Dowry

DOWRY (dou'rē). The price paid by the suitor to the parents of the prospective bride; also the portion that the bride brought to her husband. Gen.30.20; Gen.34.12; Exod.22.17; and 1Sam.18.25 (kjv) illustrate various uses of the word. NIV renders “gift,” “bride-price.”


DOWRY, three Heb. words are so tr. in the Eng. VSS. 1. מֹ֣הַר, “purchase price,” “purchase money” (KJV) DOWRY, (RSV) MARRIAGE PRESENT. The actual meaning of the word is in effect “bride-price,” a sum paid the father of the bride for her economic loss to the family. This could be paid in service (Gen 29:18). It is used specifically in the sense of money paid the father for the bride (Gen 34:12; Exod 22:16; 1 Sam 18:25). It is therefore incorrect to consider this type of payment a dowry.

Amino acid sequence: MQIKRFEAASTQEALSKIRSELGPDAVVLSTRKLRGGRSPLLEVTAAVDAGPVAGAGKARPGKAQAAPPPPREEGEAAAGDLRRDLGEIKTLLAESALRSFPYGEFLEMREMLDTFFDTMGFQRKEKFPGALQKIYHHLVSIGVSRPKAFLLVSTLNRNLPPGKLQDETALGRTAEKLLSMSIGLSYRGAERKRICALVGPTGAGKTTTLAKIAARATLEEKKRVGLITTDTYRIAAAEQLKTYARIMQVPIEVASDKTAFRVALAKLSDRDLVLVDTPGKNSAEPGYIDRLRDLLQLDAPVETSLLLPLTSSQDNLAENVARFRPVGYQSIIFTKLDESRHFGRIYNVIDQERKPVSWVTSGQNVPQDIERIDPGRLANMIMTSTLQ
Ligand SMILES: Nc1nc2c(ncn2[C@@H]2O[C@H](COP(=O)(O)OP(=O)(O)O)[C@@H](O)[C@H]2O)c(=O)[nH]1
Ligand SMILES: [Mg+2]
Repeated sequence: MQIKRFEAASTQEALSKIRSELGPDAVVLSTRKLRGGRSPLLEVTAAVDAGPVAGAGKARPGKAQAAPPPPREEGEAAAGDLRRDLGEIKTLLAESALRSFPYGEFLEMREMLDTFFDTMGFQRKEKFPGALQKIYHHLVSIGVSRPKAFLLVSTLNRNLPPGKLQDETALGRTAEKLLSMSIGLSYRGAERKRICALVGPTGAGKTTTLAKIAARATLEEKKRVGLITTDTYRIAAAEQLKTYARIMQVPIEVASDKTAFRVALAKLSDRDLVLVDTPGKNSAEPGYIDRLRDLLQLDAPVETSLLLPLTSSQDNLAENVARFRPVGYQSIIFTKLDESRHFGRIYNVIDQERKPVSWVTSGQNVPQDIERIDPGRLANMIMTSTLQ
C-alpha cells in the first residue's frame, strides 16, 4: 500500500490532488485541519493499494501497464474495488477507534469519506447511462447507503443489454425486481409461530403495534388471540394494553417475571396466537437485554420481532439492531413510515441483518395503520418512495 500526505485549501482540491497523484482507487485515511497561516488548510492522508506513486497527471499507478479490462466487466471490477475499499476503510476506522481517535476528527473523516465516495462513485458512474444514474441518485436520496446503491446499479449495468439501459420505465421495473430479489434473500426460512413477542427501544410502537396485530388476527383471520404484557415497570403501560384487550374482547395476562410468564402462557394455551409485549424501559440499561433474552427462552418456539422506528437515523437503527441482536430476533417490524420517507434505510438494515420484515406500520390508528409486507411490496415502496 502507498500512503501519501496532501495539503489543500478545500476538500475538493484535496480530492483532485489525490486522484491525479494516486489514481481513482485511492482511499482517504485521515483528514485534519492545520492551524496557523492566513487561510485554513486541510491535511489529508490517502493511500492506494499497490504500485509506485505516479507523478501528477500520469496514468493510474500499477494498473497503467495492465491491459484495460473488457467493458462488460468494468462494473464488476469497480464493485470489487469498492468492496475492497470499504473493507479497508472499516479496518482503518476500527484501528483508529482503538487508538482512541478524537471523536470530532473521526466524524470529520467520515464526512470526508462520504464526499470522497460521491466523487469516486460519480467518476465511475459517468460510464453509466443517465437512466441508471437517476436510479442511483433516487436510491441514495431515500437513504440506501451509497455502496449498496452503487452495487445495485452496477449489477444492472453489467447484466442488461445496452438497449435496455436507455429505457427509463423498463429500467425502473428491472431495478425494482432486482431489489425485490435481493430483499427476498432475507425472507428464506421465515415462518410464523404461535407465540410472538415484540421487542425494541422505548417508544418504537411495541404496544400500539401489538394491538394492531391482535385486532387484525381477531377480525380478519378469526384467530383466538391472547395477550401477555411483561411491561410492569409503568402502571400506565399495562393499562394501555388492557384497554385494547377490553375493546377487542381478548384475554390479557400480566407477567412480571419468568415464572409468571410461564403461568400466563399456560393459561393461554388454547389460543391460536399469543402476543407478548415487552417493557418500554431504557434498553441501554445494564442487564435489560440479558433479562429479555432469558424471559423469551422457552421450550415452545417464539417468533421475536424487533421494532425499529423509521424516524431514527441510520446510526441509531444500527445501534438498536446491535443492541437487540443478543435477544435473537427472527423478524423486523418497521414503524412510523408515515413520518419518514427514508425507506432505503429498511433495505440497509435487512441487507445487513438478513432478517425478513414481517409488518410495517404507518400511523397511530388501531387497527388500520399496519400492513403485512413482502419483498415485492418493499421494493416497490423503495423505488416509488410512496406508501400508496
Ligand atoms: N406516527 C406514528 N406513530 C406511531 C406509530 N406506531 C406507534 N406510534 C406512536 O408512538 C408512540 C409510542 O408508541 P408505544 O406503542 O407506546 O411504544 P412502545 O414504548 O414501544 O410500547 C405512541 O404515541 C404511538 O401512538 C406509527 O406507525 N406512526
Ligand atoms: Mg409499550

2. שִׁלֻּחִ֔ים, “gifts given to a daughter on her leaving for marriage.” Although a rather clumsy definition, it is clear enough in the two texts where it occurs (1 Kings 9:16; Mic 1:14 [KJV], “present” [RSV], “dowry”).

3. זֵ֣בֶד, “endowment,” “gift” (Gen 30:20). The relative scarcity of such terms in the OT demonstrates that although common in the Near Eastern cultures around them it was not customary among the people of Israel; in fact, three of the less than ten references are in contexts concerning Gentiles. See Marriage.

International Standard Bible Encyclopedia (1915)